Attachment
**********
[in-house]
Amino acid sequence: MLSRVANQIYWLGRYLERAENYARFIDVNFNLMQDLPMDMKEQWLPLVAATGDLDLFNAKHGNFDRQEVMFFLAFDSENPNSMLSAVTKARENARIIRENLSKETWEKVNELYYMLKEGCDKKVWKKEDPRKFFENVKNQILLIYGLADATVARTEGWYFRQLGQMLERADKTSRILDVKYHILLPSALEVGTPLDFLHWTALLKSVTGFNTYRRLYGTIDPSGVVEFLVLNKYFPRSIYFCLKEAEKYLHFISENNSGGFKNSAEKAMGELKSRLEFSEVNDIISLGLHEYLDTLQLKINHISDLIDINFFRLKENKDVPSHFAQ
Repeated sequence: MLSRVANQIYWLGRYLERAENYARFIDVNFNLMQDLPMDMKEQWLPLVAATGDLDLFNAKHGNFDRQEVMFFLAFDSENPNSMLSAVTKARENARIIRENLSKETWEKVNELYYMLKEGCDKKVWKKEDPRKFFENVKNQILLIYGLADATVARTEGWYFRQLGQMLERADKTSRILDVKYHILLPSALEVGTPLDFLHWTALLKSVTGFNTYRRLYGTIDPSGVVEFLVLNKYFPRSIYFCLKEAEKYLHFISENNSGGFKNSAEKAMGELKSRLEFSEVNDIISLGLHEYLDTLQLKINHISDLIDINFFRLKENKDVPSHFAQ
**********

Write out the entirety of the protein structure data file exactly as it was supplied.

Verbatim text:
[in-house]
Amino acid sequence: MLSRVANQIYWLGRYLERAENYARFIDVNFNLMQDLPMDMKEQWLPLVAATGDLDLFNAKHGNFDRQEVMFFLAFDSENPNSMLSAVTKARENARIIRENLSKETWEKVNELYYMLKEGCDKKVWKKEDPRKFFENVKNQILLIYGLADATVARTEGWYFRQLGQMLERADKTSRILDVKYHILLPSALEVGTPLDFLHWTALLKSVTGFNTYRRLYGTIDPSGVVEFLVLNKYFPRSIYFCLKEAEKYLHFISENNSGGFKNSAEKAMGELKSRLEFSEVNDIISLGLHEYLDTLQLKINHISDLIDINFFRLKENKDVPSHFAQ
Repeated sequence: MLSRVANQIYWLGRYLERAENYARFIDVNFNLMQDLPMDMKEQWLPLVAATGDLDLFNAKHGNFDRQEVMFFLAFDSENPNSMLSAVTKARENARIIRENLSKETWEKVNELYYMLKEGCDKKVWKKEDPRKFFENVKNQILLIYGLADATVARTEGWYFRQLGQMLERADKTSRILDVKYHILLPSALEVGTPLDFLHWTALLKSVTGFNTYRRLYGTIDPSGVVEFLVLNKYFPRSIYFCLKEAEKYLHFISENNSGGFKNSAEKAMGELKSRLEFSEVNDIISLGLHEYLDTLQLKINHISDLIDINFFRLKENKDVPSHFAQ